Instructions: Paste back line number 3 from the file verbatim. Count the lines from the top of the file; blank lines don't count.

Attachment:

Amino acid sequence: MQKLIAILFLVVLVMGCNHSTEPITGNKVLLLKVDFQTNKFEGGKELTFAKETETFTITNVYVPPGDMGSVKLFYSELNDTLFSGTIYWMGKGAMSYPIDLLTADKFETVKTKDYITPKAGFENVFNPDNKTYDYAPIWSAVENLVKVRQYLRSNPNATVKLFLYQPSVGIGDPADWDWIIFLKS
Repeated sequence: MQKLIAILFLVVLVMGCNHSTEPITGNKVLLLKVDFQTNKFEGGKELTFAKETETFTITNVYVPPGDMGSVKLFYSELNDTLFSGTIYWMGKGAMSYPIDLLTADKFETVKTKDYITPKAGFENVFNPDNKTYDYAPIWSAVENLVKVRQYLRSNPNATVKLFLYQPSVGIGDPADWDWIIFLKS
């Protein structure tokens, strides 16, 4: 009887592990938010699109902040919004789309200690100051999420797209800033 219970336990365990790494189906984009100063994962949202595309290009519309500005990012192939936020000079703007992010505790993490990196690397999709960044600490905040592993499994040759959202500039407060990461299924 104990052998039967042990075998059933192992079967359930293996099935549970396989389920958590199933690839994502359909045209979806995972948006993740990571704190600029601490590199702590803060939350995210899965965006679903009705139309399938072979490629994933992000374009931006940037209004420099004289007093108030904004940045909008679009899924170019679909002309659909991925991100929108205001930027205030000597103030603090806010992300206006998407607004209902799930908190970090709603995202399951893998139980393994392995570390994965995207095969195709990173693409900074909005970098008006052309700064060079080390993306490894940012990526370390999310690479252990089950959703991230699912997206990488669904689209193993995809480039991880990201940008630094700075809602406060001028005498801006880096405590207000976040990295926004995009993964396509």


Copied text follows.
């Protein structure tokens, strides 16, 4: 009887592990938010699109902040919004789309200690100051999420797209800033 219970336990365990790494189906984009100063994962949202595309290009519309500005990012192939936020000079703007992010505790993490990196690397999709960044600490905040592993499994040759959202500039407060990461299924 104990052998039967042990075998059933192992079967359930293996099935549970396989389920958590199933690839994502359909045209979806995972948006993740990571704190600029601490590199702590803060939350995210899965965006679903009705139309399938072979490629994933992000374009931006940037209004420099004289007093108030904004940045909008679009899924170019679909002309659909991925991100929108205001930027205030000597103030603090806010992300206006998407607004209902799930908190970090709603995202399951893998139980393994392995570390994965995207095969195709990173693409900074909005970098008006052309700064060079080390993306490894940012990526370390999310690479252990089950959703991230699912997206990488669904689209193993995809480039991880990201940008630094700075809602406060001028005498801006880096405590207000976040990295926004995009993964396509």